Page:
Our first stop was the museum, located in a decommissioned one-room Protestant church.

The museum’s location in the church is part of its story. 

In 1777, the barons who controlled the village of Jebenhausen agreed in writing to allow a small number of Jews – initially just 20 families – to move there. In return, the Jews paid them annual “protection fees.” Over the next fifty years, the Jewish community grew to a peak of 550 people, about equal to the Christian population of 600. 

Exhibit in the Göppingen Jewish Museum showing the 1777 document that allowed Jews to settle in Jebenhausen. Note the Hebrew signatures on the right.

Then in the mid-1800s, Jews started moving out of Jebenhausen – many to America, like my ancestors, and others to larger German towns that offered more industrial infrastructure and economic opportunity. By 1900, there were so few Jews left that the synagogue was closed and the chandeliers and pews were donated to the local church.

By the 1980s, that church had also been closed and turned over to the city of Göppingen. Dr. Ruess realized that the state of Baden-Württemburg had over 1,000 museums but not a single one focused on Judaism. With the synagogue’s furnishings already in the church, he convinced city officials to turn it into the Gföppingen Jewish Museum, which opened in 1992.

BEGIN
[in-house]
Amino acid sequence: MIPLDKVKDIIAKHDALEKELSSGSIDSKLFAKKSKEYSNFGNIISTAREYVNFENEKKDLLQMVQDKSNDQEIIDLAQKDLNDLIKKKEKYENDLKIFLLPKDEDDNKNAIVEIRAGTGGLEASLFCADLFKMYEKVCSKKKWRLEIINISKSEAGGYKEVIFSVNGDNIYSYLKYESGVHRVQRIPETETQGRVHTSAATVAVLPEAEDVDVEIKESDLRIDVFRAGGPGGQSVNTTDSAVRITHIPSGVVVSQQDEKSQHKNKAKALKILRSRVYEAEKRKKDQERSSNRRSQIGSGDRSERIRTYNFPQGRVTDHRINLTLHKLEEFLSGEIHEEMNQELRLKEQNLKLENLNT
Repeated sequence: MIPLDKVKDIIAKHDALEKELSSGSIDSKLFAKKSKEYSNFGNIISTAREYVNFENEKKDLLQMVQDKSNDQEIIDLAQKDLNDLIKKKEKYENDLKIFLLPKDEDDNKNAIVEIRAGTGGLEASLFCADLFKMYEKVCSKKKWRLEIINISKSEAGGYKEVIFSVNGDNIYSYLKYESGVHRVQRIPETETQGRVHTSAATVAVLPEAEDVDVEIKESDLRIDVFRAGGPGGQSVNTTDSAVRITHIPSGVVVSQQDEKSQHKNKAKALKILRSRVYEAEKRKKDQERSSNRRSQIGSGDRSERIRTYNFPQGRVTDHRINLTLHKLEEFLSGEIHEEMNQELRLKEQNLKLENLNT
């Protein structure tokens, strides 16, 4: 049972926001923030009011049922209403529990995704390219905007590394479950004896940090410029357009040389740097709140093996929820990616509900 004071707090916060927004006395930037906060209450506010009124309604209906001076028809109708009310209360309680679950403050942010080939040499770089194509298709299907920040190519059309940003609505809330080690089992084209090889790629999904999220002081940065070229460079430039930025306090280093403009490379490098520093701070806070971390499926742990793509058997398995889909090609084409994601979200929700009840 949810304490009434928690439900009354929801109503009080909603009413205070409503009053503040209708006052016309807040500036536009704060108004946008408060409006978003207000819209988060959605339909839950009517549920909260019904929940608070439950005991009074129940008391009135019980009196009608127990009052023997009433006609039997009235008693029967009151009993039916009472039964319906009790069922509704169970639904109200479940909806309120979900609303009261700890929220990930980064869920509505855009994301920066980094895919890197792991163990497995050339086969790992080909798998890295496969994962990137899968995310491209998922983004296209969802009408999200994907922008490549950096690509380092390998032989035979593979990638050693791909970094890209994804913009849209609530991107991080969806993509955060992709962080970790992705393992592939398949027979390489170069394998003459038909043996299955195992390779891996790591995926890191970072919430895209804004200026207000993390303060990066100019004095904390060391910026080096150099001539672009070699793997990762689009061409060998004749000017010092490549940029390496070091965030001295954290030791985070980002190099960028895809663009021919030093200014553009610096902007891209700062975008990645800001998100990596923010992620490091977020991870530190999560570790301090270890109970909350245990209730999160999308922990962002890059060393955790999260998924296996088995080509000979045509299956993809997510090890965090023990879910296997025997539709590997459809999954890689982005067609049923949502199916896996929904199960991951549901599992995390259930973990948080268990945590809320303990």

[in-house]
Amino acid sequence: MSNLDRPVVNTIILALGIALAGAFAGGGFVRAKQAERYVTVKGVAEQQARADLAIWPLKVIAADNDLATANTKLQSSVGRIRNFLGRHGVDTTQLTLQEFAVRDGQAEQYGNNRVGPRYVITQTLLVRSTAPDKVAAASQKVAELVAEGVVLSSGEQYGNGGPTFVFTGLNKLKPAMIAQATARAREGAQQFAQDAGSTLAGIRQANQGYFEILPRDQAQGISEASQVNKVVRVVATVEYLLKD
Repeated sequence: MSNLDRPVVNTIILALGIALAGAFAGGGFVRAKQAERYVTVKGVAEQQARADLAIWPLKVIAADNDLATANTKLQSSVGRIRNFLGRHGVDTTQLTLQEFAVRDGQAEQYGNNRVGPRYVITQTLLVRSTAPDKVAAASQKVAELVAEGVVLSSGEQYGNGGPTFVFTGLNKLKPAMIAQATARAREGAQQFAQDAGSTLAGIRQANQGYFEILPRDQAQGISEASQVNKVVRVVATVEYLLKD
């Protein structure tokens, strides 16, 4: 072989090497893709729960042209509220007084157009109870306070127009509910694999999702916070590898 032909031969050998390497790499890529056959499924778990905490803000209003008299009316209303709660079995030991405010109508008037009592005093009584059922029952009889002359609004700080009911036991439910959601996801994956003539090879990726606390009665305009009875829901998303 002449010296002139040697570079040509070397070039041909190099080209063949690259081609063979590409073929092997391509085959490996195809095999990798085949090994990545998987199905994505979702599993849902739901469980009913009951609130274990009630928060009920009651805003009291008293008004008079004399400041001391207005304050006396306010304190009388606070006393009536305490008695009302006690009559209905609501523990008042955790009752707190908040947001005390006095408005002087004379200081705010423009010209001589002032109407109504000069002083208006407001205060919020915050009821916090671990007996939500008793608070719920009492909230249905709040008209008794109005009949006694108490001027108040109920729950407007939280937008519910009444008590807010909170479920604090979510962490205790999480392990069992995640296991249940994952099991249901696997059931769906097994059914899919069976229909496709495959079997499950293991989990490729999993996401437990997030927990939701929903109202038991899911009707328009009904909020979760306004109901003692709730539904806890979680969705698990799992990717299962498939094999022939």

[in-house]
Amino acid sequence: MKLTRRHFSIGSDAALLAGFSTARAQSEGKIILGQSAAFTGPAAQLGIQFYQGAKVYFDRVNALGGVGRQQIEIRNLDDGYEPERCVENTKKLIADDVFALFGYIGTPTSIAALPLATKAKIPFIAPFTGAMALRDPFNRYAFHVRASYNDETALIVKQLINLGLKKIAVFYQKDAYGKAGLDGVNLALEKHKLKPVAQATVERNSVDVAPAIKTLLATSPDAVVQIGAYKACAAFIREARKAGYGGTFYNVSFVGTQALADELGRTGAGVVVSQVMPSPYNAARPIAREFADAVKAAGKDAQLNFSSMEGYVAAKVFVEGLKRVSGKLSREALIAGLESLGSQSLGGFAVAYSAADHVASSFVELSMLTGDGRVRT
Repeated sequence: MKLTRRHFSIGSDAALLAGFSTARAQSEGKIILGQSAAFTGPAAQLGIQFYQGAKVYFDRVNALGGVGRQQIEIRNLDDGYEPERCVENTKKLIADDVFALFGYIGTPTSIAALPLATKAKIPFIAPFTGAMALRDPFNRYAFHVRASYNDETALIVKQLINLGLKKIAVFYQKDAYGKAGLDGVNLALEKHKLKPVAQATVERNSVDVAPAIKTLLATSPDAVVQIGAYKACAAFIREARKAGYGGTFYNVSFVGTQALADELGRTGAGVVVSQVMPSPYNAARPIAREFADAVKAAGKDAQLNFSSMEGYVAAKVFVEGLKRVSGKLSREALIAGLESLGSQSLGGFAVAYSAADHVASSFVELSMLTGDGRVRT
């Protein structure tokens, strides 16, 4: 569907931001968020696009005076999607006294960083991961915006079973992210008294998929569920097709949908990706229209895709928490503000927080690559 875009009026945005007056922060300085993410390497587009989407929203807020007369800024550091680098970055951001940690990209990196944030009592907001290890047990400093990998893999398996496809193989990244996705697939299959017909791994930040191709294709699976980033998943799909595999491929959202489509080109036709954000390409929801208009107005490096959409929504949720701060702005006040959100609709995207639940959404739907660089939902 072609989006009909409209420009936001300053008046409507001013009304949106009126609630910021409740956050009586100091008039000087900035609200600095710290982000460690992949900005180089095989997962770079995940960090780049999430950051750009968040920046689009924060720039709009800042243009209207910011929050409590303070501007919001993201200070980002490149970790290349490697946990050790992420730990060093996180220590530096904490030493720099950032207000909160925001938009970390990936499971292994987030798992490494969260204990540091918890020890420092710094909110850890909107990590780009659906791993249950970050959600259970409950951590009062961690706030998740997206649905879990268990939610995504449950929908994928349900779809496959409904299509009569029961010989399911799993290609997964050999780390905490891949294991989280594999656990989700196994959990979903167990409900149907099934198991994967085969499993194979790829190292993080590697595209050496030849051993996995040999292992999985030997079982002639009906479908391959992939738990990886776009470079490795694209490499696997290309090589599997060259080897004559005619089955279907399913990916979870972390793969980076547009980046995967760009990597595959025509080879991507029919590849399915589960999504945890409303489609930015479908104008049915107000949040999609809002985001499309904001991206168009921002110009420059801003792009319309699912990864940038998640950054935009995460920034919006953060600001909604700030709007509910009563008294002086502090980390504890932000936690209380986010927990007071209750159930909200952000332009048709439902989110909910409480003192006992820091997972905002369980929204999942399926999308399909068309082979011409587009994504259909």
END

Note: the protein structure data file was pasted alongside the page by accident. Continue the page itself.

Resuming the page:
Dr. Ruess met us at the museum and guided us through, which was helpful since the labels for the exhibits don’t – yet – have English translations. It includes sections on Jewish holidays and rituals, the growth of the Jebenhausen and Göppingen Jewish communities, and their destruction under Nazism, told movingly through stories and photos of some of the individuals who were killed or displaced. 

The synagogue chandeliers and pews are still there, along with portraits of the barons who first opened Jebenhausen to Jews. Among the artifacts is a colorful hanging sign of King David with a lyre that marked the King David Inn, the first of several Jebenhausen inns serving Jewish travelers in the 1800s.

Me with the King David Inn sign in the Göppingen Jewish Museum